Tech, Ethics, #ClimateStrikes and “it’s not my decision how you use my software”

Paul Johnston

Yesterday, Chef made a decision.

https://blog.chef.io/2019/09/19/chefs-position-on-customer-engagement-in-the-public-and-private-sectors/

The decision is the same as many tech companies and especially US companies make: to abdicate responsibility for how the product of a company is used.

The response was prompted by a former Chef employee removing a number of Ruby Gems from Chef impacting production systems.

This response also came on the day before Amazon, Google, Microsoft, Facebook, Twitter and many other tech company employees decided to walk out in solidarity with the School Climate Strikers in the global #ClimateStrike, Chef decided to tell the world that any US Government department can use their software how they wish.

https://twitter.com/emahlee/status/1174752845565816834?s=19

While Amazon and Google made big announcements yesterday around Climate Change these don’t go far enough. Amazon Employees for Climate Justice still want the oil to stay in the ground and for Amazon to stop working with oil companies.

https://twitter.com/AMZNforClimate/status/1174729463344427008?s=19

Employees and former employees (I am a former AWS employee) have power. We can change companies and we’re just seeing the start of this.

But the response from Chef shows a disconnect between what employees are beginning to realise they can ask for. What many employees want is an acceptance that technology has to take a lead and also a fair share of responsibility.

Employees want their companies to be ethical and to stand for something. I can completely understand why employees are angry at Chef because they have literally ceded all power in their relationship. This is exactly what I have seen in conversations with technologists over and over again.

Technologists have power.

Removing a few Ruby Gems may not seem like much but it’s disrupted a major company and started a conversation.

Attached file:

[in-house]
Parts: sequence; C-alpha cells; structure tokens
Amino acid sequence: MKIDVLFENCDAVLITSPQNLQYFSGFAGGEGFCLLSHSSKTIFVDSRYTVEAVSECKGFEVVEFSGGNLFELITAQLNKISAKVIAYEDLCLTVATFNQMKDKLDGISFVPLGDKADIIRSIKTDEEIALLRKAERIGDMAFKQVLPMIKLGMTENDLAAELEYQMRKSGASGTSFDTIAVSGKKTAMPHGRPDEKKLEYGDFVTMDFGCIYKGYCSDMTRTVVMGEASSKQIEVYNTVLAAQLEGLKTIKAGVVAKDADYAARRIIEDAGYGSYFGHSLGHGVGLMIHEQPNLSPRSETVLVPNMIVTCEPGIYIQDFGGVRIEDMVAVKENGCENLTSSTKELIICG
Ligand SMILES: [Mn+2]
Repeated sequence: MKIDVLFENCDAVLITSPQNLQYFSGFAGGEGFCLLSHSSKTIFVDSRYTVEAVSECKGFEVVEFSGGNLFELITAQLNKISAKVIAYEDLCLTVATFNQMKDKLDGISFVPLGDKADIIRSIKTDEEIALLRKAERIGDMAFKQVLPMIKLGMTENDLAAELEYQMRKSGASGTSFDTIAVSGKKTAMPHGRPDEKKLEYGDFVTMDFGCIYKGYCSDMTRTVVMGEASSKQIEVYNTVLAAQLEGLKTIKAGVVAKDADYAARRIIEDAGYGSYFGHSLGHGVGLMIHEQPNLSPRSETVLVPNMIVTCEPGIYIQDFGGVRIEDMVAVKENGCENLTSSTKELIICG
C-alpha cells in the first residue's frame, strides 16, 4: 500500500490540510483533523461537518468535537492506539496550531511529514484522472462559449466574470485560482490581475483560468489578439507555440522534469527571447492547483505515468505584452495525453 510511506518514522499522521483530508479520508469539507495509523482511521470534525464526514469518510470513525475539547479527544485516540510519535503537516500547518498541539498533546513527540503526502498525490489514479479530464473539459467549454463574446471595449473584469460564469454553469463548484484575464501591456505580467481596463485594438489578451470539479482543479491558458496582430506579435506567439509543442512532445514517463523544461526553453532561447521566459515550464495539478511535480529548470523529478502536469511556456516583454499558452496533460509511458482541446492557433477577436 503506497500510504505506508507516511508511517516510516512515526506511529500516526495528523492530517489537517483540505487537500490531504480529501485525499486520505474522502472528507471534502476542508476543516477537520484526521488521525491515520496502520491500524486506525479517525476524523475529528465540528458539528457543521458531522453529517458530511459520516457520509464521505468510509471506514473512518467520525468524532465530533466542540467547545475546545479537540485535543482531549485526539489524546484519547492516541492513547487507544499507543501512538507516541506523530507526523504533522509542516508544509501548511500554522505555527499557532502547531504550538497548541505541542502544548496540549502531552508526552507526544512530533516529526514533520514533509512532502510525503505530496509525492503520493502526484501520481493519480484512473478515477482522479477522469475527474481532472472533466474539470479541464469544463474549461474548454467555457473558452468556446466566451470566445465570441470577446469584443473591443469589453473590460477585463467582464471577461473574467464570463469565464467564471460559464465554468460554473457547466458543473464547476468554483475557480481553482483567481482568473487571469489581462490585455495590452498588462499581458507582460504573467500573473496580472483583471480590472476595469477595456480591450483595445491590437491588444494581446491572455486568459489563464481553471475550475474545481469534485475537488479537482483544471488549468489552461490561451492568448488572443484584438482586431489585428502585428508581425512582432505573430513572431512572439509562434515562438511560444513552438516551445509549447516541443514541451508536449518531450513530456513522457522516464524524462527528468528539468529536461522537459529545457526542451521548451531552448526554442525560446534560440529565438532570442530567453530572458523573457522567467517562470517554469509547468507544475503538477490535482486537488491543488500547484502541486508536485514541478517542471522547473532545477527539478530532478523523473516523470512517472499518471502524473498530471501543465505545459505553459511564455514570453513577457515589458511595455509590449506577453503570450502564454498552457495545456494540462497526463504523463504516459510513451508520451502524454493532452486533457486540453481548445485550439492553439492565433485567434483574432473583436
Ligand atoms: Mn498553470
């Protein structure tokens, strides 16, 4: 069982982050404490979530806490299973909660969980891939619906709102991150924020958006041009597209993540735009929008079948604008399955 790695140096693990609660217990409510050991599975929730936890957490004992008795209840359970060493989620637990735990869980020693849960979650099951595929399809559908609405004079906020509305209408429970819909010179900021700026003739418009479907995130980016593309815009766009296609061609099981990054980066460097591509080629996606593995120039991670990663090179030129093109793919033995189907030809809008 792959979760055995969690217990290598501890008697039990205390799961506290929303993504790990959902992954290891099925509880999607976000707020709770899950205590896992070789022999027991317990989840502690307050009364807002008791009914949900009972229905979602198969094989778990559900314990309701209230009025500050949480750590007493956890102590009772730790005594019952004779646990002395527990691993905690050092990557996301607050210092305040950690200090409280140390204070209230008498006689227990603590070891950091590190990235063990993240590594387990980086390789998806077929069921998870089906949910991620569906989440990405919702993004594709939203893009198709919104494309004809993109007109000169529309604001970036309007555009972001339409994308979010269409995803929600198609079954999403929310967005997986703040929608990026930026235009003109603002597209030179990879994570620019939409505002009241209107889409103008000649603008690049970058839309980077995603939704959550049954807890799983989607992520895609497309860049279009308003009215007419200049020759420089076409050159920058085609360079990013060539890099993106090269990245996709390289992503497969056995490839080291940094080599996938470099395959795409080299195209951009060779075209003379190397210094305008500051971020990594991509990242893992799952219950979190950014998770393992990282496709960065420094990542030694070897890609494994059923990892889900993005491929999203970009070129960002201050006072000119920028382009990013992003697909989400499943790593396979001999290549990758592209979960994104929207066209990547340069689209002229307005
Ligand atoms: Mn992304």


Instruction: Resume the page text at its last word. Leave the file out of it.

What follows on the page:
Maybe that’s the same as Extinction Rebellion disrupting central London for 2 weeks.

It moved the Overton Window on Climate Change.

So maybe technologists should be looking at the weapons they do have and the big issues of our time.

Maybe we should be looking at a new form of open source license that has restrictions against use for modern slavery and oil extraction (as non exhaustive examples).

Maybe we should be updating our foundations to think long term and to look at being a way to force change in this world instead of simply seeing them as tools that anybody can use.

Climate Change isn’t simply about fossil fuels. It’s about protecting our environment and fighting inequality and educating around the world and a whole lot more.

So why not turn the people in the tech world who do not have the money into the change makers.

Change the things we can change.

The licenses, walking out in support of school strikes, speaking up when our companies abdicate responsibility for something that they should not.

So Chef, why shouldn’t you stop working with ICE if you find what they do wrong? I would. Many employees would I’m sure. Maybe it is the right thing to do. They’ll find someone else I’m sure but this isn’t a good look now.

Technology is power.

Do not let those with money control that power.

That is exactly what we’ve done every other time.

And those people get to control the politics of the future.

Let’s not do it again.

So I’m writing this on a train on my way to support the Global #ClimateStrike in London because I care about how this industry moves forward.

So let’s do this.

    Paul Johnston

    Written by

    ServerlessDays CoFounder (Jeff), ex AWS Serverless Snr DA, experienced CTO/Interim, Startups, Entrepreneur, Techie, Geek and Christian

    Welcome to a place where words matter. On Medium, smart voices and original ideas take center stage - with no ads in sight. Watch
    Follow all the topics you care about, and we’ll deliver the best stories for you to your homepage and inbox. Explore
    Get unlimited access to the best stories on Medium — and support writers while you’re at it. Just $5/month. Upgrade